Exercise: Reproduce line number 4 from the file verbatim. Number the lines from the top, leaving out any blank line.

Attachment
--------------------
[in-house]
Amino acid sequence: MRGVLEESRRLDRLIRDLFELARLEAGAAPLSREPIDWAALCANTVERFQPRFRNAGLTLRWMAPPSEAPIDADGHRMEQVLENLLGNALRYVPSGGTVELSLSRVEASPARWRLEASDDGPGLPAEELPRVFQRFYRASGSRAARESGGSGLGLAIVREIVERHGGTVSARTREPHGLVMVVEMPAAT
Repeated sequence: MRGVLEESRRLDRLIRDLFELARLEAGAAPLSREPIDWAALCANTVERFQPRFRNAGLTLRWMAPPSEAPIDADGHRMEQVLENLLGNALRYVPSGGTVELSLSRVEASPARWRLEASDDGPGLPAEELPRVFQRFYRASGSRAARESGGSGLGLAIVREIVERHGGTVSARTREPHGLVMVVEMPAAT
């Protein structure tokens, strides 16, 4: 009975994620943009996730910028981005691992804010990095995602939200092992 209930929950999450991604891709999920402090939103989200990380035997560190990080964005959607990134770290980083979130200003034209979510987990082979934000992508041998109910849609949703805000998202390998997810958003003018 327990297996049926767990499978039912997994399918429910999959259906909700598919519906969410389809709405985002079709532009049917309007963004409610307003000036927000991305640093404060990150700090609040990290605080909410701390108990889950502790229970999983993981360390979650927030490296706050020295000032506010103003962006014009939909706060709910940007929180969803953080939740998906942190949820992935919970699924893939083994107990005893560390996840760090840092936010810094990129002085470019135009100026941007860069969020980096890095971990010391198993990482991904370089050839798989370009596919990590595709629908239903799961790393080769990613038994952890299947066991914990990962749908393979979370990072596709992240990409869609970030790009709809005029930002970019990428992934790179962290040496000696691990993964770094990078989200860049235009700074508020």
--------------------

């Protein structure tokens, strides 16, 4: 009975994620943009996730910028981005691992804010990095995602939200092992 209930929950999450991604891709999920402090939103989200990380035997560190990080964005959607990134770290980083979130200003034209979510987990082979934000992508041998109910849609949703805000998202390998997810958003003018 327990297996049926767990499978039912997994399918429910999959259906909700598919519906969410389809709405985002079709532009049917309007963004409610307003000036927000991305640093404060990150700090609040990290605080909410701390108990889950502790229970999983993981360390979650927030490296706050020295000032506010103003962006014009939909706060709910940007929180969803953080939740998906942190949820992935919970699924893939083994107990005893560390996840760090840092936010810094990129002085470019135009100026941007860069969020980096890095971990010391198993990482991904370089050839798989370009596919990590595709629908239903799961790393080769990613038994952890299947066991914990990962749908393979979370990072596709992240990409869609970030790009709809005029930002970019990428992934790179962290040496000696691990993964770094990078989200860049235009700074508020």